An early breakfast of push-ups, sit-ups and a two-mile run is just what some students need to start off the day.
On Wednesday, Sept. 3, Temple’s Army ROTC students made their way to Geasey Field for the first physical training session of the semester. The university’s ROTC program currently has 85 student cadets, 55 of whom are on scholarships to become commissioned officers after graduation.
“When you get a chance to serve your country and go to school, it really doesn’t get any better than that,” said Cadet Jarrett Buchanan, a junior criminal justice major.
Buchanan is on a three-year scholarship with the ROTC program, which includes full tuition, a $600 book stipend each semester and a $450 monthly stipend.
ROTC students have physical training three mornings a week. Training is followed by military science classes and military science lab. The program also participates in the “Rangers Challenge,” a competition in which schools compete with each other completing military tasks.
Aside from participating in field training exercises, cadets are active on campus and often interact with other students.
“ROTC is a challenge, it’s not the ordinary college life,” said Cadet Joseph Diberardinis, a freshman construction management technology major. “Outside of ROTC I play lacrosse for Temple, I go to the gym a lot and I party maybe a little too much.”
For Cadet Erna Jablonski, balancing a social life is easy.
“I play Guitar Hero, take my German shepherd for walks and I’m always hanging out with my friends,” the senior psychology major said.
A standard uniform is mandated for ROTC students. They are required to wear a gray shirt and black shorts with the word ARMY emblazoned across the front in reflective letters to training. Students must also wear Army Combat Uniform to military science classes.
“When I wear my ACUs little kids will come up and salute you and many people will thank you for your services,” Jablonski said.
Although most reactions from onlookers are positive, ROTC students sometimes experience negative feedback from some students and professors at the university.
“I remember being a freshman cadet and coming into my political science class and having my teacher say ‘I notice you are wearing your costume today,’” said senior Samantha Henry, a senior elementary education major. “I was dumbfounded that he could say something like that to insult people.”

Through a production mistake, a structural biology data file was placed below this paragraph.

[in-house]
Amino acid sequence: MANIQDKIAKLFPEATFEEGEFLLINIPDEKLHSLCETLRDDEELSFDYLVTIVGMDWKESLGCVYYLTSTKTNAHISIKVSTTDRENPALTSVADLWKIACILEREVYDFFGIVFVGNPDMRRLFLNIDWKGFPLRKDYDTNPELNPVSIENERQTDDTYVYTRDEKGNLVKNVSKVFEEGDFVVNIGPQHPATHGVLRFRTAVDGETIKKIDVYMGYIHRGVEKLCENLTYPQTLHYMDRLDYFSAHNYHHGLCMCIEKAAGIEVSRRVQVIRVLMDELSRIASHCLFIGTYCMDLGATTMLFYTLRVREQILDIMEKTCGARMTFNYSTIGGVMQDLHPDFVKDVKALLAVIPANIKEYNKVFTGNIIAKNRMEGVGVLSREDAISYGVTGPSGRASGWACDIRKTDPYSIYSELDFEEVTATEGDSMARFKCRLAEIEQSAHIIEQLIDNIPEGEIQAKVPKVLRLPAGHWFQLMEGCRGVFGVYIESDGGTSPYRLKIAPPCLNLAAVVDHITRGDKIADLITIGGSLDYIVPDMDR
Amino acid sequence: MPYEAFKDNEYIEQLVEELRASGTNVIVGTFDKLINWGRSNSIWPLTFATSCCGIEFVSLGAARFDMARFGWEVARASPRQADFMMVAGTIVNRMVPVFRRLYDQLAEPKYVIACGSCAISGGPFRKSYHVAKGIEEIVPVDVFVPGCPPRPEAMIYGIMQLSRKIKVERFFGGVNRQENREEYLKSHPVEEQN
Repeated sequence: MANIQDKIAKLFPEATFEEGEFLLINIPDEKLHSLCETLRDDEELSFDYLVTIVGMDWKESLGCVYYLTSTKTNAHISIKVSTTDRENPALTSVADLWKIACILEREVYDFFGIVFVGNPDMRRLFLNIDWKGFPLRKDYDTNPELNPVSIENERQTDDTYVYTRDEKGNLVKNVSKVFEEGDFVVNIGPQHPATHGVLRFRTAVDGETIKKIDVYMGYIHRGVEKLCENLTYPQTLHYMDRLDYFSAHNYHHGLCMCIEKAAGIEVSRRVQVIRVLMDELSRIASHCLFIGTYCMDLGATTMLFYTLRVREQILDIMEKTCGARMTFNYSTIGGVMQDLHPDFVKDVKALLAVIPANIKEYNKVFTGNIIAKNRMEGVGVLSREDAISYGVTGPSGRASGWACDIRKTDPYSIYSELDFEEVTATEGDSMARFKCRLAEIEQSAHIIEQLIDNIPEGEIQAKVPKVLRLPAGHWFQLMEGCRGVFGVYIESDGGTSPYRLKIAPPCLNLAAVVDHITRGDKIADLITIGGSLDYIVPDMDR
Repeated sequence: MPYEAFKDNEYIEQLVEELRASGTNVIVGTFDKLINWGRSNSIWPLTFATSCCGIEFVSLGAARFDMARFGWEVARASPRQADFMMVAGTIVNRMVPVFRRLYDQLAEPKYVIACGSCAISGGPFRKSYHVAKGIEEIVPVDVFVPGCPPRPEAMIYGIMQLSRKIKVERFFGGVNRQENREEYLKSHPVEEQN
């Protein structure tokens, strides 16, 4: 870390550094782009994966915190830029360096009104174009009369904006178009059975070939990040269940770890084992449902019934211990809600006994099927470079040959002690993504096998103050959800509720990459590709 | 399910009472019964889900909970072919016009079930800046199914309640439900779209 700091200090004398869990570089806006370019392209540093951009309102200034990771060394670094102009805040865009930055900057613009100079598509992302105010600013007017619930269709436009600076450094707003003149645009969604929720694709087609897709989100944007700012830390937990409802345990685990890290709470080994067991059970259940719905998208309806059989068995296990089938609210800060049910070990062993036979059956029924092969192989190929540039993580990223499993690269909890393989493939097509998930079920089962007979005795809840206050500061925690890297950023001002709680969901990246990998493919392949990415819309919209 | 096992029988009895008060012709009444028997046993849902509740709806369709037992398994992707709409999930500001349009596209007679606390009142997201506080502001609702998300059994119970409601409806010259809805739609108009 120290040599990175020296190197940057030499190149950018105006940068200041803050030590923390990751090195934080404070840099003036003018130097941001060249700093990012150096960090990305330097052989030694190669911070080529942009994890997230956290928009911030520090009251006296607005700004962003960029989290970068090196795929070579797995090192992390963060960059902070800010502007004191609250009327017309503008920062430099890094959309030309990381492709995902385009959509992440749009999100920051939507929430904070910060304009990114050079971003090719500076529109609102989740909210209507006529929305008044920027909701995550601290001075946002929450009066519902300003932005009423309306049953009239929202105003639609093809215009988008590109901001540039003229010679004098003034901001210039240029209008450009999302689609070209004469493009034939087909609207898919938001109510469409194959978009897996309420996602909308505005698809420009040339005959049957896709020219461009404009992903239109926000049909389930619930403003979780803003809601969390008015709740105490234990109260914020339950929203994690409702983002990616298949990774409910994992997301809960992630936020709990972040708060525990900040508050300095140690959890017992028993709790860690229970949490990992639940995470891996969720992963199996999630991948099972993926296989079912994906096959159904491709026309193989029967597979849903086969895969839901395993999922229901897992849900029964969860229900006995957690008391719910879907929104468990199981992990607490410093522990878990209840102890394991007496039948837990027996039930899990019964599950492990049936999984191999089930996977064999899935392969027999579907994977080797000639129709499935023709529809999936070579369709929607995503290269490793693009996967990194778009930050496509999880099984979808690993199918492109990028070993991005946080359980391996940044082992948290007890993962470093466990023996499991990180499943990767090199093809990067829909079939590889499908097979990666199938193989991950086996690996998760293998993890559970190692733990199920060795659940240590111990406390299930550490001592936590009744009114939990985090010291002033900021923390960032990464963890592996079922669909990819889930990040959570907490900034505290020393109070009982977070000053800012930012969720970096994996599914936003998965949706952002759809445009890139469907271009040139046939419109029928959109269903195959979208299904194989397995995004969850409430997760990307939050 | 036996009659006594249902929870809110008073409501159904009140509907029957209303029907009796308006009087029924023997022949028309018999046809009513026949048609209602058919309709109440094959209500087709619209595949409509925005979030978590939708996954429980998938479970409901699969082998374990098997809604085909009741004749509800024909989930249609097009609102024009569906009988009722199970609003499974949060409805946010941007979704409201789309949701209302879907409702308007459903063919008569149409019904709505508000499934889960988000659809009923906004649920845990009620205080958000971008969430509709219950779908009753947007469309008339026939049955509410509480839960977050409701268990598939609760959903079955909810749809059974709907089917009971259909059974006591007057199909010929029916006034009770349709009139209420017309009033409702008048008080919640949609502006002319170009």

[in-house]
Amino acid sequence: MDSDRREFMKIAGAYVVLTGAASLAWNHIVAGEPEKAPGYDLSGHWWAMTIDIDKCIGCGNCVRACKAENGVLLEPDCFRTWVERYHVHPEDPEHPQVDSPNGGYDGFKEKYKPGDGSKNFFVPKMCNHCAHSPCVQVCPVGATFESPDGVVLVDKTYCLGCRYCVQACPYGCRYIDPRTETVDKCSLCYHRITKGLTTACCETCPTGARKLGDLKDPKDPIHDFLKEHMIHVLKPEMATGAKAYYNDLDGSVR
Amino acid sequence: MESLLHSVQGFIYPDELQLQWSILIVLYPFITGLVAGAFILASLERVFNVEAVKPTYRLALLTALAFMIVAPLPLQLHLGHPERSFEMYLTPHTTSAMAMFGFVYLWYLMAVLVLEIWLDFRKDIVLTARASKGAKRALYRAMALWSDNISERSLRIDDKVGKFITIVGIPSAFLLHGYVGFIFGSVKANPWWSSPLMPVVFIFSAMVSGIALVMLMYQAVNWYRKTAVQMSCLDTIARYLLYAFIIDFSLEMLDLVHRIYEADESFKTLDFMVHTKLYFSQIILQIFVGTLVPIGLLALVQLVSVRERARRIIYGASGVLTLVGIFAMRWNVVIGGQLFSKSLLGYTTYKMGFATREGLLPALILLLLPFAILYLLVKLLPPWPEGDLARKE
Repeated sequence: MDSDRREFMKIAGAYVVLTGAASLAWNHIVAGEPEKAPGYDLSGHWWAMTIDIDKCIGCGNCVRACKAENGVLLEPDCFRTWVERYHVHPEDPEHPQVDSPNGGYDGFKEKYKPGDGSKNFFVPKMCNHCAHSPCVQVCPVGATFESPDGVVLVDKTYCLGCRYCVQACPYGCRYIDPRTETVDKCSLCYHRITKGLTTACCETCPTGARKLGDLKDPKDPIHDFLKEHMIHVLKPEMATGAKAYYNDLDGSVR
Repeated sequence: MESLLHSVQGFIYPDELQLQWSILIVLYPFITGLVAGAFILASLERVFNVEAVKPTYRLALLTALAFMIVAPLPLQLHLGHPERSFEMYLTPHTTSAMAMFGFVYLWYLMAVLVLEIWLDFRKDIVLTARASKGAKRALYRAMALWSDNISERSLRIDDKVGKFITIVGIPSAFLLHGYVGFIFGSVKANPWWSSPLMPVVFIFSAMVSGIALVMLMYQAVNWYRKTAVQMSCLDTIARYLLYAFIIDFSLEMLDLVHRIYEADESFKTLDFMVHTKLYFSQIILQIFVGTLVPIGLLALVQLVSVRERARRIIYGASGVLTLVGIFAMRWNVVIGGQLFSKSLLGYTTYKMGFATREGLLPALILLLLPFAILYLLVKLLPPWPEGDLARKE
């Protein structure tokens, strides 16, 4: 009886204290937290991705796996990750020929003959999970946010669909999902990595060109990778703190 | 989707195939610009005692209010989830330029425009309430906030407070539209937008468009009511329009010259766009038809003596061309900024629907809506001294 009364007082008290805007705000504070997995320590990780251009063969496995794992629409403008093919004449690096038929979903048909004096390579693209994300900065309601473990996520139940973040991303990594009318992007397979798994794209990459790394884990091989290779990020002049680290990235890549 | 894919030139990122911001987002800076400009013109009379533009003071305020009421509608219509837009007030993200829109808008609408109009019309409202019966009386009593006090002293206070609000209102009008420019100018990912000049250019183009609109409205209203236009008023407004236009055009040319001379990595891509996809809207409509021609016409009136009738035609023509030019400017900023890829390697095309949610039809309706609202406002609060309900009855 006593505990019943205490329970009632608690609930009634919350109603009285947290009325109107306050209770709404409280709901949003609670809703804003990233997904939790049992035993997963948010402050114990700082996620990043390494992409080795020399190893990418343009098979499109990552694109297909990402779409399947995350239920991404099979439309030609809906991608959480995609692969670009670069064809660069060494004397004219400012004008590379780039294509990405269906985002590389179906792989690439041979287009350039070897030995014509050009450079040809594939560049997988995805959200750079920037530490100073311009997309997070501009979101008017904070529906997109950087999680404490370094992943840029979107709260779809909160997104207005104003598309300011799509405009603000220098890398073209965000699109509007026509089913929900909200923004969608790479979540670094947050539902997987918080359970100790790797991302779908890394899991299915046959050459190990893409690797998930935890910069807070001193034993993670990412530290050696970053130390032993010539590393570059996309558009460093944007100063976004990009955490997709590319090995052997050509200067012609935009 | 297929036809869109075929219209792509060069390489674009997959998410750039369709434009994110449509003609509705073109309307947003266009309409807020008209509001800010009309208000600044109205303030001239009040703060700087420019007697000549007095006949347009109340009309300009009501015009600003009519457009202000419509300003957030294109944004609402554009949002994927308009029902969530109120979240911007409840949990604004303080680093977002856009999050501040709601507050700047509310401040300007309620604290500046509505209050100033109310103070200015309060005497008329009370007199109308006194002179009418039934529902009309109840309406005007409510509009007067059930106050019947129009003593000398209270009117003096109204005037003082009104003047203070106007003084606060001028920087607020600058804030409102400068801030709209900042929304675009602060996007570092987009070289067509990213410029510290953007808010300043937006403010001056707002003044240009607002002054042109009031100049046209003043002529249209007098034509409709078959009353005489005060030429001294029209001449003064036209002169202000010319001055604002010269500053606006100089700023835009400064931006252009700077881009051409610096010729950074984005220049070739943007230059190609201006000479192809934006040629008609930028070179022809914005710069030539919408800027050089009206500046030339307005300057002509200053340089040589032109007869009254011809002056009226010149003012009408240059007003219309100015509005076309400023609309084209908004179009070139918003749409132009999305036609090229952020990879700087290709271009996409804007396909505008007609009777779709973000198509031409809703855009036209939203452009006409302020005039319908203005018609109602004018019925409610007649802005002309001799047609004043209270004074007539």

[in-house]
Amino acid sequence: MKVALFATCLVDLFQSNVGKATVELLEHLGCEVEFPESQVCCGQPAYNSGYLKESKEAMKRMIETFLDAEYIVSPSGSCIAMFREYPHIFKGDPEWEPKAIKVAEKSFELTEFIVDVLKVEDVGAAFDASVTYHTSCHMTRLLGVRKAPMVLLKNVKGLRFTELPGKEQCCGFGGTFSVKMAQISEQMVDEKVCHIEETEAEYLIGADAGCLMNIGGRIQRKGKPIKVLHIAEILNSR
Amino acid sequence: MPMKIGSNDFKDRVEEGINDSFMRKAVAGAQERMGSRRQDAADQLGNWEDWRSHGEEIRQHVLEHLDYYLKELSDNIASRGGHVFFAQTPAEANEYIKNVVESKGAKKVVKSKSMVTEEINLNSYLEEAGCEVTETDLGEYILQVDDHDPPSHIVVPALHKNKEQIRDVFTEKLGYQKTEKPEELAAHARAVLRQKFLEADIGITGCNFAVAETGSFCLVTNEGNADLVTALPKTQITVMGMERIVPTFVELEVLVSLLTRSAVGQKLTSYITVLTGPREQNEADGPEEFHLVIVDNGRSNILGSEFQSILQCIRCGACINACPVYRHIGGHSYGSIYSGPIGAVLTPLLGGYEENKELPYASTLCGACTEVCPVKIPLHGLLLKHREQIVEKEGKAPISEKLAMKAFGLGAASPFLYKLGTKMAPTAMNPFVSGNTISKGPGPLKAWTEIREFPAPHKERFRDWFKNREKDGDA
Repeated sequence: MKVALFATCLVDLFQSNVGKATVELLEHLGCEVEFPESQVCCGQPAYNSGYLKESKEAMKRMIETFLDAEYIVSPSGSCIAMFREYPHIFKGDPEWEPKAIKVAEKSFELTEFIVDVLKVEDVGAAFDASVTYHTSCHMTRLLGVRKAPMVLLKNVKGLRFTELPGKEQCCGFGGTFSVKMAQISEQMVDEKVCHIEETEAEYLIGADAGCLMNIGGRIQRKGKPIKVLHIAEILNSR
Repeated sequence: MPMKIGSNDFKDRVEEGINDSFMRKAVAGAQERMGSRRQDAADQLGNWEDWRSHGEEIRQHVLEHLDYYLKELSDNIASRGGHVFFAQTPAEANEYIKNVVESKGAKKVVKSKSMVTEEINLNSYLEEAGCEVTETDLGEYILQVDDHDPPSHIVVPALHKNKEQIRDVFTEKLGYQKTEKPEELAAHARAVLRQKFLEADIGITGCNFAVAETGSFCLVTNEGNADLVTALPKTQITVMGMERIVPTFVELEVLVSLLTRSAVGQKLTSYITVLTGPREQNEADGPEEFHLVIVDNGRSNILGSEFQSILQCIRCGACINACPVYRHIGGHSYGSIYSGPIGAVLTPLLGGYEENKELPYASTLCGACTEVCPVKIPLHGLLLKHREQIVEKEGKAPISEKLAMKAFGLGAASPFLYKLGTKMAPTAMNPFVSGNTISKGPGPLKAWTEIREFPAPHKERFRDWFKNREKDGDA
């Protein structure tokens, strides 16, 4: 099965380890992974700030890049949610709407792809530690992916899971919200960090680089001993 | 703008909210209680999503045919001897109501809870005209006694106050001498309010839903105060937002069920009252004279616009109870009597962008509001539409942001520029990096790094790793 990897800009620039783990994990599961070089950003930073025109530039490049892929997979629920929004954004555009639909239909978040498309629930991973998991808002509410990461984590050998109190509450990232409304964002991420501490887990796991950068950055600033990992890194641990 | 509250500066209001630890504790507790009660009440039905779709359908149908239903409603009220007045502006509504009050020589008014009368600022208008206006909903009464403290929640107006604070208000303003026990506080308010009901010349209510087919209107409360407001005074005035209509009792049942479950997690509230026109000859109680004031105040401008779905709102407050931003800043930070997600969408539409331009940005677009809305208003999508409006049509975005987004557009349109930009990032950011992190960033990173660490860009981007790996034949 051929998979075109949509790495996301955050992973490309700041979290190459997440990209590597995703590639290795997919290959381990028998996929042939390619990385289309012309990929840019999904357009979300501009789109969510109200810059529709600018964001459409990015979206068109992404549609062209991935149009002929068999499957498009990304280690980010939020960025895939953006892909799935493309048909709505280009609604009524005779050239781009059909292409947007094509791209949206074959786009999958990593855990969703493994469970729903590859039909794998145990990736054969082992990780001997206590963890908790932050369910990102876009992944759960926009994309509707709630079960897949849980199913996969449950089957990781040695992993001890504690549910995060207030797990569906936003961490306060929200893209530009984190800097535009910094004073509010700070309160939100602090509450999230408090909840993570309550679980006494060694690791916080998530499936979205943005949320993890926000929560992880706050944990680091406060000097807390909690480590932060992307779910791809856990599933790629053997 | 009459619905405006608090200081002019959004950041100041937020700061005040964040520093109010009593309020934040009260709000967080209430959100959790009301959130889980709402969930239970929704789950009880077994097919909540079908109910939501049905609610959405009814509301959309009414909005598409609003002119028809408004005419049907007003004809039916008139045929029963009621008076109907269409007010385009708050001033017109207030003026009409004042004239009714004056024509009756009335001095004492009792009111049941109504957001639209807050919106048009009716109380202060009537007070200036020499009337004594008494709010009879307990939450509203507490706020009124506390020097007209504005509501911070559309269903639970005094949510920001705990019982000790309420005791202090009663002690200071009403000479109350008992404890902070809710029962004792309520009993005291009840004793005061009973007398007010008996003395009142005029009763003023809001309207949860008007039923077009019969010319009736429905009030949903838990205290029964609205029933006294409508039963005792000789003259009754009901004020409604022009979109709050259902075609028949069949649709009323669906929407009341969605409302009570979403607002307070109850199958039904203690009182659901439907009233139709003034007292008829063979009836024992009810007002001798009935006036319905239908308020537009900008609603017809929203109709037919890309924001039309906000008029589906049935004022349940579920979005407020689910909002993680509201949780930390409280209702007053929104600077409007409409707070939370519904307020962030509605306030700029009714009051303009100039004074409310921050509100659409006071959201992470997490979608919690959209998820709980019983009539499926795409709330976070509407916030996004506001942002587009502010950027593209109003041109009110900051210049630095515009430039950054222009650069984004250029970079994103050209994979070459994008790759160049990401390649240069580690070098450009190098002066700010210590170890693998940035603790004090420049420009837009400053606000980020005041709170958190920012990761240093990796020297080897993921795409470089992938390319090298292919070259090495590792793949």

“People will stare and sometimes give you bad or nasty looks or try to act really tough when they see us in our ACUs,” said Lieutenant Dustin Donofry, a recent Temple alumnus.
Temple offers freshman and sophomore cadets a $500 incentive, with no obligation to sign a contract, for enrolling in Military Science 101 or 102. The military science department has five full-time faculty members, all of whom are army officers.
Major William Griffin, assistant professor of military science and the battalion enrollment officer for Temple, said he helps cadets feel comfortable with themselves and assists them in overcoming fears and weakness.
“I’ve been all around the world so I have a lot of life experience and I try to impart as much knowledge to the cadets as possible,” Griffin said.
The ROTC program’s motto “Subway Warriors Lead the Way,” symbolizes the commute that many Temple students make to campus on a daily basis and the commitment of ROTC students to be good warrior citizens and great leaders at Temple and in the community.
“We’re a little island of the Army at Temple University, so we’re required to meet basic Army requirements to commission second lieutenants into the Army, but we also have to meet all of the requirements of the university to make sure these kids graduate with their desired academic degree,” said Lt. Col. Paul Wiley, professor in the military science department.
ROTC students are required to maintain a 2.5 cumulative GPA to qualify for a scholarship and a 2.0 to participate in the program. In addition to academic requirements, students must also pass a rigorous medical and physical exam.
“Being in the ROTC gives you an opportunity to be a normal college student and be in the city and have fun,” Buchanan said.
“You’re getting your degree and you’re going to have a guaranteed good paying job when you get out of college, so it’s a great thing.”
Kelly Fields can be reached at email@example.com.